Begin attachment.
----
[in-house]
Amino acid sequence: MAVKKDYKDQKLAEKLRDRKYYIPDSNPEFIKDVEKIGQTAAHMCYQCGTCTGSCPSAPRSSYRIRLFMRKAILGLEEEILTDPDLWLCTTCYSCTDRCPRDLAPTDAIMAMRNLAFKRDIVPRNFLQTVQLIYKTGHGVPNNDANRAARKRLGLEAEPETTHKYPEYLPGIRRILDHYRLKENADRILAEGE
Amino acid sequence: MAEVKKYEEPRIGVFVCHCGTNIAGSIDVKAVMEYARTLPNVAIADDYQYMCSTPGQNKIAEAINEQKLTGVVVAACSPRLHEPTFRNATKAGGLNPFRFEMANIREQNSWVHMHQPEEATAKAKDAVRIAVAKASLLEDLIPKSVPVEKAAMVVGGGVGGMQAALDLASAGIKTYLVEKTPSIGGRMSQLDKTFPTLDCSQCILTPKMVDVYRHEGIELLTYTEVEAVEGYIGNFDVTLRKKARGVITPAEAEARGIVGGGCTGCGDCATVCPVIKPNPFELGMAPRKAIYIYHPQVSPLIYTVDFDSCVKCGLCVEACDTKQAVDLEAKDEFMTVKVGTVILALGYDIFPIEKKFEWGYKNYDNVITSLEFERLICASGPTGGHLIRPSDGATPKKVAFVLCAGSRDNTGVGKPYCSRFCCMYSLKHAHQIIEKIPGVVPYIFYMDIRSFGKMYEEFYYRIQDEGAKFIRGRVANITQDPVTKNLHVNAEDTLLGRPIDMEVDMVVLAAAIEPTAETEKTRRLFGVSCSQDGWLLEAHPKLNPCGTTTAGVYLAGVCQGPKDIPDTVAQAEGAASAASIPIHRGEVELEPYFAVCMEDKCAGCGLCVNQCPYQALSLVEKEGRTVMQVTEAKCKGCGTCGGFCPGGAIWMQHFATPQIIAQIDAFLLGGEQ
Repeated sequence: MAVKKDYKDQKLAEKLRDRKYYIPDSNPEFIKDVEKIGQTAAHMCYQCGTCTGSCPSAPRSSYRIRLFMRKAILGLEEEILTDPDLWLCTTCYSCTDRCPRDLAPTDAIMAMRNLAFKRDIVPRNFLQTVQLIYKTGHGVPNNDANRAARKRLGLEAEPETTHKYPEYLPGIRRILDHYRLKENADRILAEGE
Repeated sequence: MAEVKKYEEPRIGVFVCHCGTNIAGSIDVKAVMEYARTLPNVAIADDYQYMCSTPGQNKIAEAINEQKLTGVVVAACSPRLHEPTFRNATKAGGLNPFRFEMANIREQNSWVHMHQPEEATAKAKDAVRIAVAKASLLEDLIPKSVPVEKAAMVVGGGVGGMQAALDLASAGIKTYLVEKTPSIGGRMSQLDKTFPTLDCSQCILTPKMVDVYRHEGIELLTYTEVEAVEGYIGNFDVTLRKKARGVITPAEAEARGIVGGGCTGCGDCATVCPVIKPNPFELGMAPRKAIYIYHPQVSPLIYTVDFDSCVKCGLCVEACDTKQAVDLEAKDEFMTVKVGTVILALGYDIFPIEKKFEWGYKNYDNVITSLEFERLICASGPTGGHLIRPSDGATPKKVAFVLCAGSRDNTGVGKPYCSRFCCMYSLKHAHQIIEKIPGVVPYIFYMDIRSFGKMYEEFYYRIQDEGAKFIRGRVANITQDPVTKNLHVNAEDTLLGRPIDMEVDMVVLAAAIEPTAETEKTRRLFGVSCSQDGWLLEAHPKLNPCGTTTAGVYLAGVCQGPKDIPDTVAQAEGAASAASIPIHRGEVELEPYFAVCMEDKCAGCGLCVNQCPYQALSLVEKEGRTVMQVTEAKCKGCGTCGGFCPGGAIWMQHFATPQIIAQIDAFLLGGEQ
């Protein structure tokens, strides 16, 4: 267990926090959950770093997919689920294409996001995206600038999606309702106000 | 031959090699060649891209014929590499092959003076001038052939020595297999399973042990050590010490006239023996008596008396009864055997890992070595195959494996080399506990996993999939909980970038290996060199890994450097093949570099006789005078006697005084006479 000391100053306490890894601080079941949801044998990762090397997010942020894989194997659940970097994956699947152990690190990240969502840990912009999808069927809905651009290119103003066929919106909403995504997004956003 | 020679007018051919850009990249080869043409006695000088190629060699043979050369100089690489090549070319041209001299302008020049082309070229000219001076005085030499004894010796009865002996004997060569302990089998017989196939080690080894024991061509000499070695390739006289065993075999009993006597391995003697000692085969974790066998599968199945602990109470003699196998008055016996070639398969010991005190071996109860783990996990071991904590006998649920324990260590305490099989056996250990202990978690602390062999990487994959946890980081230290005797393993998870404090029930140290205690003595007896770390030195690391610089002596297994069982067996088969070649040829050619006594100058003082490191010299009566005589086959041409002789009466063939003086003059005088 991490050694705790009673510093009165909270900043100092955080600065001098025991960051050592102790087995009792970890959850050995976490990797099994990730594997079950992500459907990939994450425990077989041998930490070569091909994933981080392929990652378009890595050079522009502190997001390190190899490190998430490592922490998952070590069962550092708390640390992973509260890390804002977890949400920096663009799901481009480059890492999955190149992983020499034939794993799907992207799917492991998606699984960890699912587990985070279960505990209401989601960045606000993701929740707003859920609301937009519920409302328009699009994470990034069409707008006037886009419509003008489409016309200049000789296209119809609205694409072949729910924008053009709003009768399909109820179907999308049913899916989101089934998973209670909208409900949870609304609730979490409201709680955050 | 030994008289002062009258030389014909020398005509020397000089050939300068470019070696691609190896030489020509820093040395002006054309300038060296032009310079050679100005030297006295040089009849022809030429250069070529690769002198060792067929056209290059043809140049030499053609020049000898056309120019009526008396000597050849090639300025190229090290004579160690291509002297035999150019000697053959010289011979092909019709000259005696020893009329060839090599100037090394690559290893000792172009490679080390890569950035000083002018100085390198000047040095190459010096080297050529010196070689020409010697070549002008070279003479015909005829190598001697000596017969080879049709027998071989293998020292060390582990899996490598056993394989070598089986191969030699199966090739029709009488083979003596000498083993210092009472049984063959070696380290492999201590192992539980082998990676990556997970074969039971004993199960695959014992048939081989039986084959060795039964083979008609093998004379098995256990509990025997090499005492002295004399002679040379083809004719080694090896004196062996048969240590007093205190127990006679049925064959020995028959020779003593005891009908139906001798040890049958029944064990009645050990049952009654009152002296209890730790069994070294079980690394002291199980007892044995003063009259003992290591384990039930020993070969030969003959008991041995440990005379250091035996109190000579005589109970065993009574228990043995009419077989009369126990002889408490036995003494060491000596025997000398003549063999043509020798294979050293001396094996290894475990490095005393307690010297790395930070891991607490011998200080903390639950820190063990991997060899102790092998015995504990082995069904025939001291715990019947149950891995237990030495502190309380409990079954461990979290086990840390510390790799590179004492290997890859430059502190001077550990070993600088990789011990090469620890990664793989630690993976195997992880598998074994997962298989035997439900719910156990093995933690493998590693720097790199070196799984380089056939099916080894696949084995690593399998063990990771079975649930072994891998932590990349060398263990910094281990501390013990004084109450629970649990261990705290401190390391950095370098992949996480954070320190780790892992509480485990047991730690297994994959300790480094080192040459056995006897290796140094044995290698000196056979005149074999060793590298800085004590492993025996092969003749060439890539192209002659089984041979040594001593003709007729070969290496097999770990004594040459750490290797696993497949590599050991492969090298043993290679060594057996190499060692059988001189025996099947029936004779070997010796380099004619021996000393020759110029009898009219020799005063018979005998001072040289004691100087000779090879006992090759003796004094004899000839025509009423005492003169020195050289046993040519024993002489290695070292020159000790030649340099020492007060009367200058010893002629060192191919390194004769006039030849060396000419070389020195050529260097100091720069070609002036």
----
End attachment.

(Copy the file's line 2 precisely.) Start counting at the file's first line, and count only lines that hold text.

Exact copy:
Amino acid sequence: MAVKKDYKDQKLAEKLRDRKYYIPDSNPEFIKDVEKIGQTAAHMCYQCGTCTGSCPSAPRSSYRIRLFMRKAILGLEEEILTDPDLWLCTTCYSCTDRCPRDLAPTDAIMAMRNLAFKRDIVPRNFLQTVQLIYKTGHGVPNNDANRAARKRLGLEAEPETTHKYPEYLPGIRRILDHYRLKENADRILAEGE